We have to get up in the mornings at 6 o'clock and after 20 minutes allowed for dressing and rolling blankets, we are called outside, then roll is called and we usually go over to Queen's Gymnasium for physical exercise. Then Breakfast at about 8 o'clock. Those taking classes took them instead of the parades and took what parades they could. We have had a good deal of foot drill, rifle drill and section gun drill - the latter is learning the parts of and how to handle the big 18 pounder quick firing guns such a battery as ours is supposed to use. We have two or three old guns at the barracks to drill with. Since I went to the hospital, they got ten or eleven horses and have been riding quite abit since then. When I go back, I will have to learn to ride too.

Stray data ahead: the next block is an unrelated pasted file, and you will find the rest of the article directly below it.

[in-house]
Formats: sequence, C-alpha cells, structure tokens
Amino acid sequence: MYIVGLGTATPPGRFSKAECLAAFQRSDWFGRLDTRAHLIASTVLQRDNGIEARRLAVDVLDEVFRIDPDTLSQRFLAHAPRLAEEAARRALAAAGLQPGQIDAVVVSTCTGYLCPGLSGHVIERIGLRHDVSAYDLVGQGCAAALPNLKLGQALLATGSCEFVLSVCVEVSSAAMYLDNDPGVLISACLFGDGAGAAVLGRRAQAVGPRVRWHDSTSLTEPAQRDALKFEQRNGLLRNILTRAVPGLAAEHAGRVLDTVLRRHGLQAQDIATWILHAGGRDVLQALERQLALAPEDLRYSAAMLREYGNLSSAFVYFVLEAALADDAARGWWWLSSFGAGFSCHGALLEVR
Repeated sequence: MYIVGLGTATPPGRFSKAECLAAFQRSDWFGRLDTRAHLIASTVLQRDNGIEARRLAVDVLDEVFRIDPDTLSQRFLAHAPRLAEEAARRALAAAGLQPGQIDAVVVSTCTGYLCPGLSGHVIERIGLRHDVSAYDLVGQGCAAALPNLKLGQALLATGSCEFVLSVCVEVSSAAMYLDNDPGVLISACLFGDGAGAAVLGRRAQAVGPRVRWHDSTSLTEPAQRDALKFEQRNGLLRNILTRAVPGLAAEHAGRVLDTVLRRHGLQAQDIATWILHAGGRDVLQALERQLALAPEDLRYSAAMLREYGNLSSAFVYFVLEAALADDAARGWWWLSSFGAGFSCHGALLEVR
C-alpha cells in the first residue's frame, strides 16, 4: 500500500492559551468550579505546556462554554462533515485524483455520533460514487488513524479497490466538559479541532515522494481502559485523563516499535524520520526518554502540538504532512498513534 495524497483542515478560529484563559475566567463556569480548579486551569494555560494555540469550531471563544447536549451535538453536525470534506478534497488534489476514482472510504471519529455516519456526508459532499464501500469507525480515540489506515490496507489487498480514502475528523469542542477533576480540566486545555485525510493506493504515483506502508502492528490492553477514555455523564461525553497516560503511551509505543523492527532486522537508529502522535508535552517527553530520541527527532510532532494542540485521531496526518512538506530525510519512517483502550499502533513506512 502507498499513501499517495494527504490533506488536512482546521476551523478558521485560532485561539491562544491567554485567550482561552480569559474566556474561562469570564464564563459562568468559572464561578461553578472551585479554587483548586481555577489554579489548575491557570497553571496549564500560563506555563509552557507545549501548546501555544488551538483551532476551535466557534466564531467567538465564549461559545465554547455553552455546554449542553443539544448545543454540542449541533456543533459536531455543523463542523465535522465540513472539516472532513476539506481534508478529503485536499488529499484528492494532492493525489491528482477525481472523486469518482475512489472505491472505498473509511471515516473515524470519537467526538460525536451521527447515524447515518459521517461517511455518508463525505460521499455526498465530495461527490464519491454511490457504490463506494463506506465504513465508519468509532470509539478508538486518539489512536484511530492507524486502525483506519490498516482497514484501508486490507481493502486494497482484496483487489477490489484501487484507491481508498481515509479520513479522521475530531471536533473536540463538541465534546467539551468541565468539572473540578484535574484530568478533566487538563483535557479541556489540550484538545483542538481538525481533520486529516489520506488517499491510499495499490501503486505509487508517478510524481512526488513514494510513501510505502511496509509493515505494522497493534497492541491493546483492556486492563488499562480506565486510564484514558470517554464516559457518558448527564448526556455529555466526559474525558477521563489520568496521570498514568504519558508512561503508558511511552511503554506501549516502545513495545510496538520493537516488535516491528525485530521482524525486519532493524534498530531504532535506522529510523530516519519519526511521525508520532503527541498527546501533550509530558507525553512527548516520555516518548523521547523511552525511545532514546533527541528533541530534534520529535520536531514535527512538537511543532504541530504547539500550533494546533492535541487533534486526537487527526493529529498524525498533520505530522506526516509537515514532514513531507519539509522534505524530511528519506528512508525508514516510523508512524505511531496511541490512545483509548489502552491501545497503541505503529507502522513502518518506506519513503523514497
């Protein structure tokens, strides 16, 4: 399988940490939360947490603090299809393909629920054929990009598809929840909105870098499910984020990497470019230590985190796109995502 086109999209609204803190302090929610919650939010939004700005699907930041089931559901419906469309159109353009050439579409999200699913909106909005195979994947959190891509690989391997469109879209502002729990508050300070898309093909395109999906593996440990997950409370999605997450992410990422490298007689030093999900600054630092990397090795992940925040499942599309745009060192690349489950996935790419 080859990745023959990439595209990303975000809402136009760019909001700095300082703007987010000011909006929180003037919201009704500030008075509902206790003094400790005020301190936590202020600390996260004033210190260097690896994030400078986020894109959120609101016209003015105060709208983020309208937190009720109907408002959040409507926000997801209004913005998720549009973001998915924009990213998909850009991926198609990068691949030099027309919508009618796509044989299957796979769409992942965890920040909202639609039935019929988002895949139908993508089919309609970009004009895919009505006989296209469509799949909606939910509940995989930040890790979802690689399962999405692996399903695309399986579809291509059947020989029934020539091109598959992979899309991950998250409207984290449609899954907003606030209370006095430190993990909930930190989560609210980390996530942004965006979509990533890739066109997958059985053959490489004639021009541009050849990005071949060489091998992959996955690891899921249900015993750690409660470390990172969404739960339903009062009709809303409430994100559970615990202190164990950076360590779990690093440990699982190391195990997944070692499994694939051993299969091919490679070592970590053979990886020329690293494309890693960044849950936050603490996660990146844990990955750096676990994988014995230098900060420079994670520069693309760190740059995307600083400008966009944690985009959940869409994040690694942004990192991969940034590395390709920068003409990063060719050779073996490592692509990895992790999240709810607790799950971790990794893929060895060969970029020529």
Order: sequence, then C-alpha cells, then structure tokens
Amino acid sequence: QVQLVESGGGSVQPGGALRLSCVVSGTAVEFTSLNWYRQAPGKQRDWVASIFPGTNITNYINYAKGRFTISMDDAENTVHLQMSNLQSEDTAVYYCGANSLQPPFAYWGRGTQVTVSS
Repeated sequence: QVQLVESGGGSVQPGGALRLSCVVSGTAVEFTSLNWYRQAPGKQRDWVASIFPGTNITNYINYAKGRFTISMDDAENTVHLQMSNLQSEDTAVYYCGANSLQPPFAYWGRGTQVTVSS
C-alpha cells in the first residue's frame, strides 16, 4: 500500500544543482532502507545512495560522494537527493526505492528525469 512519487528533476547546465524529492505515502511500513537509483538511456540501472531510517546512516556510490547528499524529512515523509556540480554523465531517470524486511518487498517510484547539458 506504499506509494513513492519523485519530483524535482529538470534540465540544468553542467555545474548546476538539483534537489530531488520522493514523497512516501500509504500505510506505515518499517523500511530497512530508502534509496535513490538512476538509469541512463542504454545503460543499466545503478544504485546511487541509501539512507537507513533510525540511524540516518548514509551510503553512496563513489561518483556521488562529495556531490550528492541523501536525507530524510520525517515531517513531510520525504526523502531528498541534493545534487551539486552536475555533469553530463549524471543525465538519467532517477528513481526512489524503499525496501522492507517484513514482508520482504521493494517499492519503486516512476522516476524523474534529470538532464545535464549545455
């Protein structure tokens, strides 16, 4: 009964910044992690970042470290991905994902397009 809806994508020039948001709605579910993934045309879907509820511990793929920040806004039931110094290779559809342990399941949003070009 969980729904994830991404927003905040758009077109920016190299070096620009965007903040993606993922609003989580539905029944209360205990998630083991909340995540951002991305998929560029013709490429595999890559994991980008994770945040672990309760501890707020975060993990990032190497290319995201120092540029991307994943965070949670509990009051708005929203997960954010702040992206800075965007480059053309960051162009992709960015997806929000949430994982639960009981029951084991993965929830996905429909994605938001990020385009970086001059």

We have comfortable quarters in an old collegiate near Chalmer's Church. There is a recreation room in it where we have a piano and a canteen where they sell smoking supplies, oranges, chocolate, etc. There are five rooms used to sleep in and a large mess room where we eat. There is about 28 bunks in a room - two tiers of them, lower bunks & upper bunks. Each has a tick filled with straw called a palliasse and three heavy blankets. I have always been warm enough and it is more comfortable then one would think. We are not on army rations but run our own mess and have better meals than the other batteries in Kingston. There is a good cook there who makes fine pies & puddings. Long tables are set in the mess room which are now nearly filled with the 150 soldiers. We use granite plates, bowls, cups and saucers and, of course, silver spoons, knives & forks. You'd laugh to see us all lining up at meal time before the mess room door. As soon as the trumpeter blows his trumpet, in we go. Everyone grabs his plate and a spoon and makes a rush for the potatoes, meat, etc. as they soon go.